BALANGIGA, Eastern Samar — Thousands of residents and visitors on Saturday trooped to the town’s plaza for the official handover of the Balangiga Bells to the local government unit and the local parish.
Unfazed by the intermittent hot weather and sudden rain showers, curious locals and tourists have gathered early morning outside the town’s covered court and plaza hoping to take a first glimpse of the bells placed at the stage still covered by red veils.
Sergio Abejero, 83, a descendant of six local warriors killed in a retaliatory attack by American soldiers 117 years ago, said his ancestors had been waiting for the bells’ return.
“My grandparents had been looking forward to this day. I am happy that I am still alive to see the bells’ return. This is a fruit of our sacrifices,” Abejero told reporters.
Cyril Lukban, 52, a descendant of a local hero, said the bells’ repatriation will put closure to the wounds of the Filipino-American war in 1901.
“Now that the bells are back, it’s time for everyone to unite to make Balangiga a better place,” Lukban said.
Fe Campanero, Balangiga town tourism, culture and arts officer, said they used all available resources to prepare for this event.
“This is to show our immense happiness for their return and also to welcome everyone who will be celebrating with us because this is a once-in-a-lifetime experience,” she added.
Campanero’s great-great-grandmother Casiana Nacionales, who died at the age of 125 in 1953, was one of those who plotted the attack against American soldiers.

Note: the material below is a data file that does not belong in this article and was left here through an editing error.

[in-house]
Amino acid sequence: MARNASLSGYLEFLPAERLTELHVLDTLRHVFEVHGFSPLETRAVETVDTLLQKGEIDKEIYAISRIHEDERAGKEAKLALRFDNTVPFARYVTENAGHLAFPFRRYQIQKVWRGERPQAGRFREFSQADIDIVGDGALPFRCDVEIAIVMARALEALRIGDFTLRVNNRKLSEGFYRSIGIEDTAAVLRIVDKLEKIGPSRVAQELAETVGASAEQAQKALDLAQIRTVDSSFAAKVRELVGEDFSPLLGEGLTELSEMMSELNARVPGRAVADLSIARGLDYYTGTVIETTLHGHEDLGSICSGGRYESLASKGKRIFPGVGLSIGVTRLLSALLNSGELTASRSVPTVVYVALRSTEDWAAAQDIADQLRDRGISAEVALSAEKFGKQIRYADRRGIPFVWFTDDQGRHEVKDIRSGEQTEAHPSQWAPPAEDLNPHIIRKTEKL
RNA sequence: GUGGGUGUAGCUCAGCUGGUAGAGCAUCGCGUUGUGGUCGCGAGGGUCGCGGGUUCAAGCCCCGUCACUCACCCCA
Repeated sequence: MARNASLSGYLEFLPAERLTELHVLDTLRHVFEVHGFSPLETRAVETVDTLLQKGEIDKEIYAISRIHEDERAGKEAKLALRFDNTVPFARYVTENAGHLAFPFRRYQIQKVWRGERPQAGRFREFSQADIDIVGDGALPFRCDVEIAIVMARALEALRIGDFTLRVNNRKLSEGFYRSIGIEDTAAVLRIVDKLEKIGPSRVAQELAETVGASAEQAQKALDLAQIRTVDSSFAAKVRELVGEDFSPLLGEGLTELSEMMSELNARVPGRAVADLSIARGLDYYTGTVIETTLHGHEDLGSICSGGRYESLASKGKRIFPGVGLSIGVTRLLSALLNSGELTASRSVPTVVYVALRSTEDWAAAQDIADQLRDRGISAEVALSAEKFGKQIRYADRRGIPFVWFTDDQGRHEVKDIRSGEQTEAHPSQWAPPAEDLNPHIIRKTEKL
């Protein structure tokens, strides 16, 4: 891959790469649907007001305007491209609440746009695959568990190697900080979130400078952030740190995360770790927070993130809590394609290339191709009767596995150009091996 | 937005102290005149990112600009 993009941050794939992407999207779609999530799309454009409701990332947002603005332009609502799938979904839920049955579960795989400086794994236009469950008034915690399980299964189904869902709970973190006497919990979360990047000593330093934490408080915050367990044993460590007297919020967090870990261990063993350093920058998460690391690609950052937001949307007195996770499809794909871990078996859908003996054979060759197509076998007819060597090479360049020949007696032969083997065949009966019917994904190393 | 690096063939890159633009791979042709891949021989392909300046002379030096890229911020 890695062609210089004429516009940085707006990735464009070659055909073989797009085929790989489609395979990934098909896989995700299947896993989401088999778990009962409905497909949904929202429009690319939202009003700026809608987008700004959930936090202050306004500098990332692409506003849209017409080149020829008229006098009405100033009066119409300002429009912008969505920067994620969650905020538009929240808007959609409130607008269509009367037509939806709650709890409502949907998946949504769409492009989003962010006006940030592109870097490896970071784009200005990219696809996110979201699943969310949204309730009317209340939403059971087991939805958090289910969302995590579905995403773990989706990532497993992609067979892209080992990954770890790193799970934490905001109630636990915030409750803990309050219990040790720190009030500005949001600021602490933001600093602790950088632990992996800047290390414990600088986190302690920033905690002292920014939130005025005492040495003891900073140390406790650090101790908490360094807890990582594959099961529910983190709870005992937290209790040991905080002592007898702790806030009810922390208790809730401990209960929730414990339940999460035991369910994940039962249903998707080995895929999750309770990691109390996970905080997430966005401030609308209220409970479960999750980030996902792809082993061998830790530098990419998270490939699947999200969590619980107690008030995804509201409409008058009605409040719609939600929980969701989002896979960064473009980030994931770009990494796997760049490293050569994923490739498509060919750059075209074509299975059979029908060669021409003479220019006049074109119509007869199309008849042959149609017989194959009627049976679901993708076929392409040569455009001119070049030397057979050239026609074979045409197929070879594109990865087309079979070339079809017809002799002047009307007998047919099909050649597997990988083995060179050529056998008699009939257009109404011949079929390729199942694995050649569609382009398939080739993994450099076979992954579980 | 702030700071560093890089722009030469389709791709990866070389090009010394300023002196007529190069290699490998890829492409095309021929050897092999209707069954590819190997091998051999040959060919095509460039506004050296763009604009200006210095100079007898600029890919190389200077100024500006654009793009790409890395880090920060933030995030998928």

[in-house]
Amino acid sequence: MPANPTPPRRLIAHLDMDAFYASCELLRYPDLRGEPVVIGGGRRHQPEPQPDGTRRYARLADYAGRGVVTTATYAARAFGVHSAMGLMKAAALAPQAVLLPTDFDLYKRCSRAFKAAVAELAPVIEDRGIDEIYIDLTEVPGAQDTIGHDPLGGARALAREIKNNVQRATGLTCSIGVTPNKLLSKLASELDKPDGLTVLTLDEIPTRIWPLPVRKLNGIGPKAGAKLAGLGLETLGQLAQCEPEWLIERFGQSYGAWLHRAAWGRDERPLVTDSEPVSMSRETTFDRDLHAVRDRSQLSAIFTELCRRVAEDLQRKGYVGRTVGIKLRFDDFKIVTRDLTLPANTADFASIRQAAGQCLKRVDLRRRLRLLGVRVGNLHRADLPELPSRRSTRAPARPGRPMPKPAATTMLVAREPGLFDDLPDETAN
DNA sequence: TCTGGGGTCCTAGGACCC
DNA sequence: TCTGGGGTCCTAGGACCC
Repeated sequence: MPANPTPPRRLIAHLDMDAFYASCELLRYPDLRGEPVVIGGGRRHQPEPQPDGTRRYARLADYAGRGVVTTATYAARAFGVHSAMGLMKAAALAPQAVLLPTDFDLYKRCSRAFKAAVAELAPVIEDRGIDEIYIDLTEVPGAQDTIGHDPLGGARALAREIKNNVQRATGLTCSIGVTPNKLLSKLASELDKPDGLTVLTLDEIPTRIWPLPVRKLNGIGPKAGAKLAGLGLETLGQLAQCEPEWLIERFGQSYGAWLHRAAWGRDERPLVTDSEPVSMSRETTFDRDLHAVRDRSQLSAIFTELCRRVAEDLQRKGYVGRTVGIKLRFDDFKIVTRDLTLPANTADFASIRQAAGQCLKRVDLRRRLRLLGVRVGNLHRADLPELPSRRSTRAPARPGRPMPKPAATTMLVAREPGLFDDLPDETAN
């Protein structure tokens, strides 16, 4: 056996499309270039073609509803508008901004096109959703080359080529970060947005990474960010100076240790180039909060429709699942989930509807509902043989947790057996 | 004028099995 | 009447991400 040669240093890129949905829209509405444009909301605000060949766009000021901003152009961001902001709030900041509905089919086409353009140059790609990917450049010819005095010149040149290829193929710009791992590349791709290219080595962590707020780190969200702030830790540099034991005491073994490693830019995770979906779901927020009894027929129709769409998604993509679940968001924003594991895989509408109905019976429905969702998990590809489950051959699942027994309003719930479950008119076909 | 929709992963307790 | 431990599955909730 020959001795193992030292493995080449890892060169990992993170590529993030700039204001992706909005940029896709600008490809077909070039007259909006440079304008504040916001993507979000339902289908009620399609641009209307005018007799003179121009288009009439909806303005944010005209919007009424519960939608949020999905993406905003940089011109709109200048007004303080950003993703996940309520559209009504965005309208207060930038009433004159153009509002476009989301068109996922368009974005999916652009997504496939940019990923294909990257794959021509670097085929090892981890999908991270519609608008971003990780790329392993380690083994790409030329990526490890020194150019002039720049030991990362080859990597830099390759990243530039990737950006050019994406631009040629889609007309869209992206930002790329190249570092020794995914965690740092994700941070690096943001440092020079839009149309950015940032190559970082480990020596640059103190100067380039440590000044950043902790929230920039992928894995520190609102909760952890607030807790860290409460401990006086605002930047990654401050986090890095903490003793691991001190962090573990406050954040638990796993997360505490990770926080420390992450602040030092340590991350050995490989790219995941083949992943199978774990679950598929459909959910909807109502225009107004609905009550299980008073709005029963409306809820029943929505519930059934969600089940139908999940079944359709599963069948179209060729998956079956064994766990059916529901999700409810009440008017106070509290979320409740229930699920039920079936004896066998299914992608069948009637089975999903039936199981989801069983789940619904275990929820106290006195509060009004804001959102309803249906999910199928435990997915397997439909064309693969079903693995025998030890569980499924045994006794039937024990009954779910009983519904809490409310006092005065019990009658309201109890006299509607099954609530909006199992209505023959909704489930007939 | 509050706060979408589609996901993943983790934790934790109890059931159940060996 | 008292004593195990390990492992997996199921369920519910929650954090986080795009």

“She went out of the church and waved rosary beads to signal the ringing of bells for the attack,” she said.
At 4 p.m. on Saturday, President Rodrigo Duterte will witness the bells’ turnover from the national government to the local government, then to the town’s parish.
The President is not scheduled to give a speech, according to a media briefing by staff of the Presidential Communications Operations Office (PCOO).
In a press briefing in Tacloban City on Saturday morning, PCOO Secretary Martin Andanar called on the local government here to take the return of Balangiga Bells as a big opportunity to develop the town’s economy.
Andanar said both the municipal and provincial governments should map out strategies to create more business activities and attract visitors.
“It will really depend on the local government units to transform the bells into a tourist attraction. It took so much blood and tears for its return and these bells are very historic,” Andanar told reporters.
Andanar said the bells symbolized the “gallantry and bravery” of Balangiga locals in the Philippine-American war.
He recognized efforts and initiative made by President Rodrigo R. Duterte, previous administrations, government officials, and private individuals for the return of the bells.
The Balangiga Encounter happened on Sept. 28, 1901, when residents, led by Valeriano Abanador, initiated an attack against US soldiers. The villagers killed 54 American soldiers using bolos.
It was the biggest defeat of foreign troops during the Philippine-American war. About 2,500 Filipinos were killed by US soldiers in the retaliatory attack.
The Americans took the bells after they turned the town into a “howling wilderness”.
Two of the three bells used to be enshrined at the Warren Air Force Base in Cheyenne, Wyoming while the third was at Camp Red Cloud in South Korea.